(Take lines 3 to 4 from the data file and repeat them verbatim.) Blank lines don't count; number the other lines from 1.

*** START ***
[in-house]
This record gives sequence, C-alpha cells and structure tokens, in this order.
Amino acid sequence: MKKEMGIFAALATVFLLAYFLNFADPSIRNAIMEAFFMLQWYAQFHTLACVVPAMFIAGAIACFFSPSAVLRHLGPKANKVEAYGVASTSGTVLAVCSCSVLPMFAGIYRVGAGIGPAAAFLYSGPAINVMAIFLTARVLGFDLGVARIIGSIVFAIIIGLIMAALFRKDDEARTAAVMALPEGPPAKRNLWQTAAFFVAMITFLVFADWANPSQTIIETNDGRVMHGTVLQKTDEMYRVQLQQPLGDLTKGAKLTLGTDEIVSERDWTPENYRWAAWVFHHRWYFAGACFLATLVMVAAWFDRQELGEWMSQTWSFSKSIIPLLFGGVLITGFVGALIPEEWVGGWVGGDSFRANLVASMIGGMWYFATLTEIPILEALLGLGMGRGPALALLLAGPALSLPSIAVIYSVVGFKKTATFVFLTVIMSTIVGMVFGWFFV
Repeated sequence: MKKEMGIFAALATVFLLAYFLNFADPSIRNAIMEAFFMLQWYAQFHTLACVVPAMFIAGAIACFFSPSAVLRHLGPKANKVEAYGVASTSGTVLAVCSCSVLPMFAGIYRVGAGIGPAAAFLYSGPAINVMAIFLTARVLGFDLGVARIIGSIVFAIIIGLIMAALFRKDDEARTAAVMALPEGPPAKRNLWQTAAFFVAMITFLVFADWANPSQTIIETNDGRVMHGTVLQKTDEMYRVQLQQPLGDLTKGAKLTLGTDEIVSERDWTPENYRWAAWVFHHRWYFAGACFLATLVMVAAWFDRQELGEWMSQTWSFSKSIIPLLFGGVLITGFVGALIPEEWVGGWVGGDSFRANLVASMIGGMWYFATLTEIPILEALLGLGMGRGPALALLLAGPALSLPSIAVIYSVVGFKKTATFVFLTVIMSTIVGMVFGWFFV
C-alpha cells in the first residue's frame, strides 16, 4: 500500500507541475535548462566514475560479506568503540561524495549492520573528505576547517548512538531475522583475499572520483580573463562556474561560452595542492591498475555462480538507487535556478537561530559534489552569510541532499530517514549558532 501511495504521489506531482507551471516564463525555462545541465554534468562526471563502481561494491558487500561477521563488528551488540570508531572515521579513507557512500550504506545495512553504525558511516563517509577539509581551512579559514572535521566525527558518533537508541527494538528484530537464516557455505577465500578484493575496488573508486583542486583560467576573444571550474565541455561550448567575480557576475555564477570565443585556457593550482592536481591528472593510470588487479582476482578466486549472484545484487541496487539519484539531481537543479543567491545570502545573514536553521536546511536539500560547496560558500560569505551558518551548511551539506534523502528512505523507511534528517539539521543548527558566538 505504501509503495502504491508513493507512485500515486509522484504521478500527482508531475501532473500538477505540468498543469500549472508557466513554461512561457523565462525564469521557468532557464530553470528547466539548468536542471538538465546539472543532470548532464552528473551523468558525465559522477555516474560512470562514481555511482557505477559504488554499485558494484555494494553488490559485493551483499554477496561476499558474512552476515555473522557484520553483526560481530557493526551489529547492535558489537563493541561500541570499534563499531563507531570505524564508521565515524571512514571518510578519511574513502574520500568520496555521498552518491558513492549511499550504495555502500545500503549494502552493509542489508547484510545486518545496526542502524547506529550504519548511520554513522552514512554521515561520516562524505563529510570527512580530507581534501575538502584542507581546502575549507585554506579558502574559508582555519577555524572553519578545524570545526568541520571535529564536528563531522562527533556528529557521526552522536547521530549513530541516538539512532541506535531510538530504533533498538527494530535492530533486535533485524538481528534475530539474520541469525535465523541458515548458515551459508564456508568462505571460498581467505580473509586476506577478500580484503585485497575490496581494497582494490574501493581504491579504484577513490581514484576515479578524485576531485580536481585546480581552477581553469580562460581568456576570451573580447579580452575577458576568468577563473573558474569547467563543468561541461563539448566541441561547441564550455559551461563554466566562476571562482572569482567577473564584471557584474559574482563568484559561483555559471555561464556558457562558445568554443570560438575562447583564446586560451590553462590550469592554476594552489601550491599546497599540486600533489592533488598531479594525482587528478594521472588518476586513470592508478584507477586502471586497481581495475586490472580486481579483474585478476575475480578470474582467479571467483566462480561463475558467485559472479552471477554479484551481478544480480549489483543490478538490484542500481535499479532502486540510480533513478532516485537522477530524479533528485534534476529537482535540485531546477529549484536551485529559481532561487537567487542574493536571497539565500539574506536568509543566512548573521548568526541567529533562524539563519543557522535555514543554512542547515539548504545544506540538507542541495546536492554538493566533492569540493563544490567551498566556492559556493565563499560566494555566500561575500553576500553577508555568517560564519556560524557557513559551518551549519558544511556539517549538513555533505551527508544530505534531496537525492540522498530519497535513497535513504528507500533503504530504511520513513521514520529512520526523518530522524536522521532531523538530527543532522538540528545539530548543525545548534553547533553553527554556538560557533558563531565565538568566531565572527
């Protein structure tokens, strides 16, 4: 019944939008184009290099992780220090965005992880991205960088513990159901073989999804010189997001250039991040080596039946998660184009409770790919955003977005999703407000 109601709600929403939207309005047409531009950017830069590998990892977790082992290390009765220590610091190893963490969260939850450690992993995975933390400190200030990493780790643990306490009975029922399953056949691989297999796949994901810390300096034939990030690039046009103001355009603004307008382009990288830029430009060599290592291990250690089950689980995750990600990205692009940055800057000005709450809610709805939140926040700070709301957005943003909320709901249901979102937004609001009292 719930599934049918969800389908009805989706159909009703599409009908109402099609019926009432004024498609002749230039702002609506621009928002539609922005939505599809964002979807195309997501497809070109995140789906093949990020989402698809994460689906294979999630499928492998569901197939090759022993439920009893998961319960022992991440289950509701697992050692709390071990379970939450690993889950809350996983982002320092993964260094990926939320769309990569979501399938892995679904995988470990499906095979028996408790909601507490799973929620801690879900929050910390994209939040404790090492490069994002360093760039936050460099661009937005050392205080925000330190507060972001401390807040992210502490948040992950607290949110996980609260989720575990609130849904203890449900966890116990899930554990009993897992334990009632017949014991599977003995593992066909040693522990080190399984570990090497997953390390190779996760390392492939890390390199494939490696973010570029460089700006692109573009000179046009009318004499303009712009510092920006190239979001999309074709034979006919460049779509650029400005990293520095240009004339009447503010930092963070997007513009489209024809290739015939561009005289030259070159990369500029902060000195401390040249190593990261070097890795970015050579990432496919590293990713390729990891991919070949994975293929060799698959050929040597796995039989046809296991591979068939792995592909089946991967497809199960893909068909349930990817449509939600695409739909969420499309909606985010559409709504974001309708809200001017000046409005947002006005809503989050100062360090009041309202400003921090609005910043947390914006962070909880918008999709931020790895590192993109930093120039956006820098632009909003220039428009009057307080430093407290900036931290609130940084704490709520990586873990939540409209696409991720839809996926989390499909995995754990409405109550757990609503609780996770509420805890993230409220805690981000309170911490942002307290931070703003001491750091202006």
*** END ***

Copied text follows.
Amino acid sequence: MKKEMGIFAALATVFLLAYFLNFADPSIRNAIMEAFFMLQWYAQFHTLACVVPAMFIAGAIACFFSPSAVLRHLGPKANKVEAYGVASTSGTVLAVCSCSVLPMFAGIYRVGAGIGPAAAFLYSGPAINVMAIFLTARVLGFDLGVARIIGSIVFAIIIGLIMAALFRKDDEARTAAVMALPEGPPAKRNLWQTAAFFVAMITFLVFADWANPSQTIIETNDGRVMHGTVLQKTDEMYRVQLQQPLGDLTKGAKLTLGTDEIVSERDWTPENYRWAAWVFHHRWYFAGACFLATLVMVAAWFDRQELGEWMSQTWSFSKSIIPLLFGGVLITGFVGALIPEEWVGGWVGGDSFRANLVASMIGGMWYFATLTEIPILEALLGLGMGRGPALALLLAGPALSLPSIAVIYSVVGFKKTATFVFLTVIMSTIVGMVFGWFFV
Repeated sequence: MKKEMGIFAALATVFLLAYFLNFADPSIRNAIMEAFFMLQWYAQFHTLACVVPAMFIAGAIACFFSPSAVLRHLGPKANKVEAYGVASTSGTVLAVCSCSVLPMFAGIYRVGAGIGPAAAFLYSGPAINVMAIFLTARVLGFDLGVARIIGSIVFAIIIGLIMAALFRKDDEARTAAVMALPEGPPAKRNLWQTAAFFVAMITFLVFADWANPSQTIIETNDGRVMHGTVLQKTDEMYRVQLQQPLGDLTKGAKLTLGTDEIVSERDWTPENYRWAAWVFHHRWYFAGACFLATLVMVAAWFDRQELGEWMSQTWSFSKSIIPLLFGGVLITGFVGALIPEEWVGGWVGGDSFRANLVASMIGGMWYFATLTEIPILEALLGLGMGRGPALALLLAGPALSLPSIAVIYSVVGFKKTATFVFLTVIMSTIVGMVFGWFFV